Taiwan is in a serious predicament. The most important issue facing President Ma Ying-jeou’s (馬英九) administration is how to maintain Taiwan’s political identity and sovereignty.
That is, of course, unless they have given up on them.
There is a lot of confusion on this issue even though, in the new scheme of things, both Beijing and Taipei now subscribe to the “one China” principle.
While Beijing has no doubt that Taiwan belongs to China, the Ma administration would prefer to take shelter behind the vague formulation known as the “1992 consensus,” which broadly means that each side interprets the “one China” principle to suit their political needs.
In other words, Taiwan will continue to behave as a distinct political entity.
And Beijing won’t make much of an issue of it because the Ma administration is formally committed to “one China.”
In the past Beijing wasn’t prepared to accept ambiguity on this issue, insisting that any talks with Taipei must be based on an explicit recognition that Taiwan is an integral part of China.
But with a sympathetic new political order in Taiwan, Beijing may become less rigid. And the new administration in Taiwan will be keen to underplay differences with China.
Beijing might therefore seek to accommodate the Ma administration by not gratuitously chanting the mantra that Taiwan is a part of China.
Ma will also be loath to provoke China by invoking referendums that assert Taiwan’s sovereignty.
At the same time, the US is relieved that Taiwan is becoming less of an issue for them, at least for the moment.
Considering that the Ma administration is going to open up Taiwan to more trade, investment, communications, tourism, property deals and other dealings with China, one has to ask the obvious question: How will Taipei keep a tab on Beijing’s efforts to undermine its political culture and institutions?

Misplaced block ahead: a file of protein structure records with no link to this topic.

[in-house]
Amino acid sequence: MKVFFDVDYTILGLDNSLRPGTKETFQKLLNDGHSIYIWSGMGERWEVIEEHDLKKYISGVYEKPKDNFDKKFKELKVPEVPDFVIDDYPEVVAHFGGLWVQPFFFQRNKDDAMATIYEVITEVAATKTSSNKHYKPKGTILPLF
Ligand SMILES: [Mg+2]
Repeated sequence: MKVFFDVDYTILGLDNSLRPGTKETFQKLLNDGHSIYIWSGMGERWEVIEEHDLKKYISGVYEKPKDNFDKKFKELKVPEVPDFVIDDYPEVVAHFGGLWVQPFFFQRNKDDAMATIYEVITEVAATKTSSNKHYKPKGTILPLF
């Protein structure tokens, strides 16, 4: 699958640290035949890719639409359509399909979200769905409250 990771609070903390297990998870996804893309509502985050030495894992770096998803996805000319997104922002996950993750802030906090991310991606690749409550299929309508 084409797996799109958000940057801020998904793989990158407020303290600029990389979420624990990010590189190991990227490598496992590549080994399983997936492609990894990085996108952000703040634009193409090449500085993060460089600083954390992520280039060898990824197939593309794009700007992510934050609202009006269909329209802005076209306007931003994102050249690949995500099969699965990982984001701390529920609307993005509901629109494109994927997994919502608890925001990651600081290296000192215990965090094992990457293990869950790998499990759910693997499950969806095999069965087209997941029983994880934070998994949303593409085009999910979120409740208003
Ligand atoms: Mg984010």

One doesn’t have to be a genius to conclude that, with such an extensive and growing presence from these multiple channels of exchange, Beijing will be able to exercise considerable influence over, if not determine, how Taiwan goes about its business in a very short period of time.
Any divisions in the KMT between those who want to ingratiate themselves with Beijing will give China considerable leeway in playing politics within the party’s ranks.
Unlike in the past, China will not feel terribly concerned over the ambiguity of the “1992 consensus,” even if they have a tendency to remind everyone that ambiguity doesn’t mean erasure.
In any event, Taipei will tend to look the other way, satisfied with the outward appearance of the “status quo” in cross-strait and domestic affairs.
What all this means in effect is that Taiwan will end up being a de facto part of China sooner rather than later.
Beijing has a strong political lobby in the KMT and in the business community. And with new economic access points and expanding contacts, it might be able to subvert Taiwan’s painstakingly built political culture.
It is a scary scenario.
But it doesn’t have to go this far if the Democratic Progressive Party (DPP) and other groups, which favor a sovereign identity, get their act together.
The DPP polled more than 40 percent of the vote in the last presidential election, and just over 50 percent in the poll before that. These are not small proportions of a polity.